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Hear Me Now: Fact Versus More Context, Part II

In Part I of this blog post, I discussed my reaction to the CAP Today article,  "Hear me now? Another audition for speech recognition," by Kevin B. O'Reilly.  In it, I provided additional context regarding the use of VoiceOver at the University of Pittsburgh and Kalispell Regional Medical Centers.  In this post, I will provide additional clarity about our implementations at NorthShore University HealthSystem (Evanston, IL) and Chester County Hospital (West Chester, PA) and discuss transcriptionist compensation and a declining pool of qualified transcriptionists for Pathology.

Fact: Laboratories Need to Mitigate a Shrinking and Less-Qualified Transcription Pool

In the article, Kevin quotes Dr. William G. Watkin from NorthShore University HealthSystem.  Dr. Watkin hear_me_nowsays, “We did struggle a lot with maintaining high-quality transcriptionists. We had a lot of turnover in the transcription pool, and many of the people we were able to attract were not formally trained, professional medical transcriptionists. They were people we often trained on the job for what we needed.”

Kevin also quotes Bonnie Bakal, Manager of Support Services in the Department of Pathology at Memorial Hermann Healthcare System. She states, “There is a dwindling workforce, and part of that is age.  A lot of people who went into transcription are of retirement age, or close to it.”

This is one of those bad news - good news issues for Pathology laboratories.  The bad news is that Dr. Watkin is correct.  It's getting harder and harder to find good transcriptionists in general. In Pathology specifically, it is even harder than other specialties, because most Pathology laboratories require a qualified transcriptionist who is locally available and who has a deeper understanding of complicated medical terminology. With an aging population, laboratories will see an increase in caseload and dictations.  Where is this additional labor going to come from?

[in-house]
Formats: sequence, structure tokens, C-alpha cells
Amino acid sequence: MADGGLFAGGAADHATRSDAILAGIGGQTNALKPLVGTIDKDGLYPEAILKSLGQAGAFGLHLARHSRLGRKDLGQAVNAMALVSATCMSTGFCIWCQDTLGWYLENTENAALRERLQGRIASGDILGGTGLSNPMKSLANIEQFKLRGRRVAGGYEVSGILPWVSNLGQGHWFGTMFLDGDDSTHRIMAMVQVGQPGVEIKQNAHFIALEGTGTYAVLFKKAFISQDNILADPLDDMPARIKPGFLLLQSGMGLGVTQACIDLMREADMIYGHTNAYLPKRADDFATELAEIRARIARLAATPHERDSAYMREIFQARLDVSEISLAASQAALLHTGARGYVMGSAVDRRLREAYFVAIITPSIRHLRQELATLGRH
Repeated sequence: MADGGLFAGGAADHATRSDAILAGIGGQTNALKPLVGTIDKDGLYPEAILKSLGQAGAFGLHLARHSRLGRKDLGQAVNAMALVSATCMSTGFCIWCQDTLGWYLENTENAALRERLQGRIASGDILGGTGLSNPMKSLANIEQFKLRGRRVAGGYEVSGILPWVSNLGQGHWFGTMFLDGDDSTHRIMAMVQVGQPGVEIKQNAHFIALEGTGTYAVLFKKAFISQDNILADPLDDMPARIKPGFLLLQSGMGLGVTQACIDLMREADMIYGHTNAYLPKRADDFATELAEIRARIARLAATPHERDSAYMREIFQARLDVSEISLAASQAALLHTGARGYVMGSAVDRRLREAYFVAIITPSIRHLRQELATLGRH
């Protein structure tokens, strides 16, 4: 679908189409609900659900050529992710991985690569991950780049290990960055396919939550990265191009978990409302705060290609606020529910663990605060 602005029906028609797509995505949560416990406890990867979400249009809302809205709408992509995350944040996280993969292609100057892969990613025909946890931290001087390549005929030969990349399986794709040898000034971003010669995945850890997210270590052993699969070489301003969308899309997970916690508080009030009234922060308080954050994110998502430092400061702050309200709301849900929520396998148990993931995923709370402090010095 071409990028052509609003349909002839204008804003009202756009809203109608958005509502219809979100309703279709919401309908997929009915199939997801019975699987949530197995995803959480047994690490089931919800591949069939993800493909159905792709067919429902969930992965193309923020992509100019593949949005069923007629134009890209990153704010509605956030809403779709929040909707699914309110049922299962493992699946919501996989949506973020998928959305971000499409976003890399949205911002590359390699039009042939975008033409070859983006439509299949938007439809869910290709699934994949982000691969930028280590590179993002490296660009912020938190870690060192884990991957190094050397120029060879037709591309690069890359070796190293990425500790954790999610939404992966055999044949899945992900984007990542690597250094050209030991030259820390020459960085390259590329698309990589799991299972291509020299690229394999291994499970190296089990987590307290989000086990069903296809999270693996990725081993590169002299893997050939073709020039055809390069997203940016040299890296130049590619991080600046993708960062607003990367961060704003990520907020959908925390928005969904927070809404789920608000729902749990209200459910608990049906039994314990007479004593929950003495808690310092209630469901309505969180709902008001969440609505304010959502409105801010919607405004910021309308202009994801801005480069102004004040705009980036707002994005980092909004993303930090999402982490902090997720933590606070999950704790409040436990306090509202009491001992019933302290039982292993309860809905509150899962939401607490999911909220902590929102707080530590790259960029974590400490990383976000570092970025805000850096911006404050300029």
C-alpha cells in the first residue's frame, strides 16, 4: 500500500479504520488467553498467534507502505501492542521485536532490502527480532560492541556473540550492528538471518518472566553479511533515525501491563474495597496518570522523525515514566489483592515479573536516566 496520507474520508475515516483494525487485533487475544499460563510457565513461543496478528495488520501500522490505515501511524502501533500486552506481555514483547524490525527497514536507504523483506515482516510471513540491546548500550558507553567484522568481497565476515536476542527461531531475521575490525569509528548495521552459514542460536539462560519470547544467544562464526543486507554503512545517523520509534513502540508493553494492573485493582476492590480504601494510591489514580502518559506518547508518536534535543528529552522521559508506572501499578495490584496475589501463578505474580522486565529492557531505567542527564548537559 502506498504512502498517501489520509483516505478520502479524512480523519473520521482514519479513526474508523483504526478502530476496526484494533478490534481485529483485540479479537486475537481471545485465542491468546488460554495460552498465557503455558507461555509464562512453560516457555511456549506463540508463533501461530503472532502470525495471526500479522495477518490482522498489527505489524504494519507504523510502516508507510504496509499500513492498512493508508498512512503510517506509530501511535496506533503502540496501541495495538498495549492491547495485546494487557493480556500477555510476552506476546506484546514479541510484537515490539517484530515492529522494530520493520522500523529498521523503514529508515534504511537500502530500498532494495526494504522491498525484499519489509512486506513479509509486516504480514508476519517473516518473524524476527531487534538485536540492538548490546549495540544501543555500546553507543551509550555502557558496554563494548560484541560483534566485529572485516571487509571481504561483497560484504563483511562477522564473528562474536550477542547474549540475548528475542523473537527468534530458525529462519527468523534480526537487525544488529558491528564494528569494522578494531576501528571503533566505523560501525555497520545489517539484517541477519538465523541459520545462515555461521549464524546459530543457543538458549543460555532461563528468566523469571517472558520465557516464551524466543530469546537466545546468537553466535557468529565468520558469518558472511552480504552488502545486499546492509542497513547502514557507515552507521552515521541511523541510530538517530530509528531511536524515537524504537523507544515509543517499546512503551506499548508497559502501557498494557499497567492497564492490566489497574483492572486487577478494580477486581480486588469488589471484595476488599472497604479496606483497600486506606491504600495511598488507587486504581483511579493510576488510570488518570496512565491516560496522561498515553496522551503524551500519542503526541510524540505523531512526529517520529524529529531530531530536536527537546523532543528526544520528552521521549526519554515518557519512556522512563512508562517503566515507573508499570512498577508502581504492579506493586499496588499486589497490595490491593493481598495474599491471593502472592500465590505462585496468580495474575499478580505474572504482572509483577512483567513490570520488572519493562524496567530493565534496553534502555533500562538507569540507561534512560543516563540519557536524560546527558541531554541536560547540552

The good news is that the technology does exist to mitigate labor issues and provide a higher-quality result than the process it is replacing.  It is just a matter of laboratories committing to a different way of doing things.  As mentioned in the article, there can be a learning curve, and it does require buy-in from the diagnostic staff, but in most cases we see results similar to NorthShore, where "Within three weeks of implementation, we had zero transcriptionists."

More Context: Transcriptionist Compensation

In the article, Kevin quotes 2012 figures from the Bureau of Labor Statistics, which claim the median annual salary for a transcriptionist to be $34,200.  He also quoted Linda Brady, the CEO of the Association for Healthcare Documentation Integrity.  She says, "Our membership looks at those figures and says, ‘Wow, I wish I was making that.’”

Both of these statements are not in-line with what we hear from our Pathology customers.  Linda runs an organization that represents the interests of ALL medical transcriptionists, and the Bureau of Labor Statistics figure factors in all medical transcription, as opposed to Pathology transcription.  In addition, salary is not the entire expense that a laboratory takes on when they hire any resource.  All in, we find that each Pathology transcriptionist has a loaded cost to the laboratory of approximately $50,000-$55,000 per year. As a result, speech recognition technology is a great tool for mitigating this cost and also for filling in some of the gaps that the labor shortage has created.

Fact: The Learning Curve Can Be a Few Days to a Few Weeks